Italian influence is yet more apparent in a free adaptation by an unknown author of the Florentine Grazzini's La Spiritata, under the title The Bugbears (1561), in which a son obtains three thousand crowns from a misely father by frightening him at night with noises attributed to ghosts, and is thus enabled to marry his mistress. Other plays inspired by Italian comedies also appeared, but only their names have been preserved.
(d) FORMATION OF THE NATIONAL DRAMA.— Each of these classical, neo-classical, and Italian influences had its part in blazing the track to the English national drama, which absorbed the most diverse elements. But there is a group of plays then acted which were not adaptations but truly English, and although they have weaknesses and an element of the ridiculous, they reveal the national drama as already almost a reality. They conform to that broad type which was finally adopted for drama and was followed by Shakespeare and his contemporaries.
Dramas of this type still partook of the morality plays, at least in right of certain characters, but they tended more and more to stage the scenes of an episode of history or a romance, and they were wont to relieve tragedy or romance by scenes of broad comedy, more or less skilfully related to the principal plot, thus observing the great tradition of the miracle plays.
The most striking of these plays are Appius and Virginia (1551?), Damon and Pytias (1564), Horestes (1567), Gismond of Salerno (1567), Cambyses (1569), and Promos and Cassandra (1578).
Three are obviously connected with the moralities. Like Bale's King John, they mingle abstractions and real characters. Horestes is entitled 'A Newe Enterlude of Vice Conteyninge the Historye of Horestes' (Orestes). Appius and Virginia, of which the ridiculously emphatic language remained dear to Shakespeare's Pistol—'The furies fell of Limbo lake'—dramatizes the well-known story of Virginius, who slew his daughter to save her from the wicked judge Appius. Appius is impelled by the vice called Haphazard, and Conscience and Justice appear to him. Homely and comic scenes alternate with tragedy. There is a curious mingling of all the earlier dramatic elements with a classic theme.
Cambyses is yet more significant. The author is usually identified as Thomas Preston, Master of Arts of King's College, Cambridge, a learned man who became master of Trinity Hall. The marked and yet artless bad taste of the style has thrown doubt on this authorship, yet the play shows signs of having been written by a humanist, for Herodotus is followed step by step, and there are many mythological reminiscences. The full title, as printed, is very characteristic. A Lamentable Tragedie mixed full of plesant mirth containing the Life of Cambises, King of Persia, from the beginning of his kingdome unto his Death, his one good deede of execution, after that, many wicked deedes and tyrannous murders committed by and thorugh him, and last of all, his odious death by Gods Justice appointed.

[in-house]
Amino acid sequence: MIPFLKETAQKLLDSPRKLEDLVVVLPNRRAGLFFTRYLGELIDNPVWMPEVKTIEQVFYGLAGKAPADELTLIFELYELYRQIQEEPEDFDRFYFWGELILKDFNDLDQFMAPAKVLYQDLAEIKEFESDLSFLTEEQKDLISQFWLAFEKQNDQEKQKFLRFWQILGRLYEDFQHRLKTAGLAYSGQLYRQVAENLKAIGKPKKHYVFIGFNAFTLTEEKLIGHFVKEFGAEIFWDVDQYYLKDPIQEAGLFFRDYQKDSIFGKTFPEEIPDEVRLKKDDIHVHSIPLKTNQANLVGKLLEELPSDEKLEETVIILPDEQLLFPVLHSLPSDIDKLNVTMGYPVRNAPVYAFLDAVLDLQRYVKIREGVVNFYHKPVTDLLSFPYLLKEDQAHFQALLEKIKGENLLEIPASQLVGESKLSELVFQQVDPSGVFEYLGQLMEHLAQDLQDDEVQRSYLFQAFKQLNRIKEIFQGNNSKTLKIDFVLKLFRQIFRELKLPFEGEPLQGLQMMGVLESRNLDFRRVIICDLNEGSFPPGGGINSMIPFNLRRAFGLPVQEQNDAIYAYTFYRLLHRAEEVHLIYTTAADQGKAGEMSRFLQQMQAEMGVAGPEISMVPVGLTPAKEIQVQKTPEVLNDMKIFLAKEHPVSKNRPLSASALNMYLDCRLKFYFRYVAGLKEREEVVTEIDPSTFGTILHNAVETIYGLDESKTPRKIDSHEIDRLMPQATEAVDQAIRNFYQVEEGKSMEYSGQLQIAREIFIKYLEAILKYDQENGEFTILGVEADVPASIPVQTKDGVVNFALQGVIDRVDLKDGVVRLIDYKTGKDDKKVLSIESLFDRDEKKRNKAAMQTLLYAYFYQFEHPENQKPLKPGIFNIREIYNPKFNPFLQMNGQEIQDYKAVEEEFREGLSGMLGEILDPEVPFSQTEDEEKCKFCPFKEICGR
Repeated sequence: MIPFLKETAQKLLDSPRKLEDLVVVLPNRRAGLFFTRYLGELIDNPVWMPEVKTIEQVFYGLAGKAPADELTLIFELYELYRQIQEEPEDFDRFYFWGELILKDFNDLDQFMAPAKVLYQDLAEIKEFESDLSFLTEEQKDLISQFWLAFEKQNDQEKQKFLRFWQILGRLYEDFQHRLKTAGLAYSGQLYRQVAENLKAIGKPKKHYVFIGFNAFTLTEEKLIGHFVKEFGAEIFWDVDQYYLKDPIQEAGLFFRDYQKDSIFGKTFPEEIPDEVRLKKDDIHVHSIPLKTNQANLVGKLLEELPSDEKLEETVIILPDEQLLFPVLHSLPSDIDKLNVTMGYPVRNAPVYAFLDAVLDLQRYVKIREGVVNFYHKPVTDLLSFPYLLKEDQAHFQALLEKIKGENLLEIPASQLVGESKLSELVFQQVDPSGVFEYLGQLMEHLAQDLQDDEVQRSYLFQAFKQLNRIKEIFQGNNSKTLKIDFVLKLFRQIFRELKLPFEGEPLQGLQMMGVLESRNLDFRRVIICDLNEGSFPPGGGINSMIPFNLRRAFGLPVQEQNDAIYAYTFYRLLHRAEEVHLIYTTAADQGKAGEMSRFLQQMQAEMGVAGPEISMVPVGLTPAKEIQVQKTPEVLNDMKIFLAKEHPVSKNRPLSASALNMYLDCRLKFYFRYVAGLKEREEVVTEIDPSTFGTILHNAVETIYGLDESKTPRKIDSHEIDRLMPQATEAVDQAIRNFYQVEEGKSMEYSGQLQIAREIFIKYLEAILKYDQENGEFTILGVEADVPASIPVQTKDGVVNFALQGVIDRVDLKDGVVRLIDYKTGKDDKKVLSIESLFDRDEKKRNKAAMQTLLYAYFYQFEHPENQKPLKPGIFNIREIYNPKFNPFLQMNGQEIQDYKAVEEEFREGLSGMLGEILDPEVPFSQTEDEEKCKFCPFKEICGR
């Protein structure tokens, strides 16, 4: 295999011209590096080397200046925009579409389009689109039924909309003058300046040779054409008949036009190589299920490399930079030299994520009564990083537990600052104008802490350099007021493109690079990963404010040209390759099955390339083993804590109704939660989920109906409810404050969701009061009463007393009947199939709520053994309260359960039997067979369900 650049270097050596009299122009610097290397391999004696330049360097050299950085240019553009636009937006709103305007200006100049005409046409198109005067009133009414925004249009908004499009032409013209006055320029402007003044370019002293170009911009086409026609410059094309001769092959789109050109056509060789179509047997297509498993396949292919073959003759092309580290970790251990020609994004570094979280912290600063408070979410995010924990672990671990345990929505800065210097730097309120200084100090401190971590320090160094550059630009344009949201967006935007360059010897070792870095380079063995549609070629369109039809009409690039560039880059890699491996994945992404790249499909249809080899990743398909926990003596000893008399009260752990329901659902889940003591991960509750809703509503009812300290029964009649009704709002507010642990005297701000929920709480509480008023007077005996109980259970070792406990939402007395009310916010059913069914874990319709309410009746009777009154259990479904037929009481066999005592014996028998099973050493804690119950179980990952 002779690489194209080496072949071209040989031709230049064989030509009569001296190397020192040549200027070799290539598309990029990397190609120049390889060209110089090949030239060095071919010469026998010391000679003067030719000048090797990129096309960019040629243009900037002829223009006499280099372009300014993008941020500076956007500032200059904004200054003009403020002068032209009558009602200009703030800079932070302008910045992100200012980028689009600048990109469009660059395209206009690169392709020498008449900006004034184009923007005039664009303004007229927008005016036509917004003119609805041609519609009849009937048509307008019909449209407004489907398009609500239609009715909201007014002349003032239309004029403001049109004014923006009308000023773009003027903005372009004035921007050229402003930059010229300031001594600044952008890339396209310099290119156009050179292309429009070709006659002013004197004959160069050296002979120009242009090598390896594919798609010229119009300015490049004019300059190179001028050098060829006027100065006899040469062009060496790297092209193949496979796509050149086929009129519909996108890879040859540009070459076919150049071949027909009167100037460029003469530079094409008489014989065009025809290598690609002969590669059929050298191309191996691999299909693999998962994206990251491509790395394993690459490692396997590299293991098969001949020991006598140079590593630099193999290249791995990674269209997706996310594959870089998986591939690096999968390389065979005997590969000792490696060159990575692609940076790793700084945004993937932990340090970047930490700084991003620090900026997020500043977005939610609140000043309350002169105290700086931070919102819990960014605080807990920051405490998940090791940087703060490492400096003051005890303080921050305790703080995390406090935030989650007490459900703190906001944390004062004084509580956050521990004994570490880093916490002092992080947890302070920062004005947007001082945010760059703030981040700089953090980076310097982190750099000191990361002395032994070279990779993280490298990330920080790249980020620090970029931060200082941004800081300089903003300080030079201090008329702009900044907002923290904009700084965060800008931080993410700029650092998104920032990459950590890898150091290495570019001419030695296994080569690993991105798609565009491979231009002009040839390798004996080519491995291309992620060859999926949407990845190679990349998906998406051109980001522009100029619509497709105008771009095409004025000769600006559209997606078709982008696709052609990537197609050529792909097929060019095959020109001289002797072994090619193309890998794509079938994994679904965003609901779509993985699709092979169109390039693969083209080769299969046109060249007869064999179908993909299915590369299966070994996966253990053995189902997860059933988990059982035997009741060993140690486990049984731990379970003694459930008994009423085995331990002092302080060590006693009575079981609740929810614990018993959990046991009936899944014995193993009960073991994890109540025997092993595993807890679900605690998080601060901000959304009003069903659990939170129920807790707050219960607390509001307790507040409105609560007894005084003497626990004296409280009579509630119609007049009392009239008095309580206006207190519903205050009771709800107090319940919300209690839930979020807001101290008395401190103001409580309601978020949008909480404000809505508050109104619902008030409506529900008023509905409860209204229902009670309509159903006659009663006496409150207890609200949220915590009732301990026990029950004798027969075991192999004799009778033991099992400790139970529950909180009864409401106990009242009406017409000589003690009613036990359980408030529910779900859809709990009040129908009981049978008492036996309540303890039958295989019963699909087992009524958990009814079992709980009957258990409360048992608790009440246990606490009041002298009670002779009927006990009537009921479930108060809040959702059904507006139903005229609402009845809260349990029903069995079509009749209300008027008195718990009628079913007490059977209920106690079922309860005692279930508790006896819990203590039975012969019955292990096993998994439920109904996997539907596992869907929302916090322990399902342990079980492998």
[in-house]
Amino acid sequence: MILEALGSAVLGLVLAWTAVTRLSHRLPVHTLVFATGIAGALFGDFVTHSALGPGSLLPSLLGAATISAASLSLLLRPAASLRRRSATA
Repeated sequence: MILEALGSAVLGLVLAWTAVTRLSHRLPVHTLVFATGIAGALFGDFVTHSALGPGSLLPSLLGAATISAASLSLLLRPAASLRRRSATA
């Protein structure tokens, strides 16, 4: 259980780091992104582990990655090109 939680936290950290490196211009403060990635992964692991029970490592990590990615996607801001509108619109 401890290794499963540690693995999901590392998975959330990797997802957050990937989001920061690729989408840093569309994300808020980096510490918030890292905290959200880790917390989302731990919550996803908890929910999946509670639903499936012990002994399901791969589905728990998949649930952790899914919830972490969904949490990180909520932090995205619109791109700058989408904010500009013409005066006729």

Preston's method is that of the authors of the miracle plays. He cuts up the story from Herodotus into scenes as they did the Scriptures. Not the whole fo the story is in his play, but nearly all of it. He makes no attempt to weave a plot or by simplification to give unity to characters. Cambyses is represented in all the diversity and chronological incoherence of his actions. He begins well by ordering the execution of a prevaricating delegate, then, impulsive undr the influence of wine, commits a series of atrocious crimes, almost all of them instantanously, and passes immediatly from the exaltation of love at first sight to passionate and murderous fury against his new-made bride. The playwritht, by refusing to make any selection among the deeds of his hero, has rendered him lifelike and complex enough, has shown his double physical and moral nature and given him a temperament. There is here a character which ought already to be called Shakespearian.
Cambyses is not always on the stage, but gives place to buffoons. We can discern, in the raw, the expedients of a playwright who, chiefly by varying his scenes, appeals to a heterogenous public, caters for coarse as for other tastes in order to reach all his audience.
Allegorical mingle with historical characters, the better to bring out the moral, the most important abstraction being the vice called Ambidexter, whose part it is both to impel to evil and to ensure the punishment of the guilty. Ambidexter is a cynic who takes pleasure in discovering and encouraging human perversity, and revels in the sight of foolishness. In his chuckle we seem already to hear Iago, even more Gloucester (Richard III) winning Queen Anne's heart by false protestations of love. This is the sardonic, diabolical, and sharp-sighted sinner, bad all through, without a trace of conscience, snapping his fingers at prejudices, his philosophy a fundamental atheism.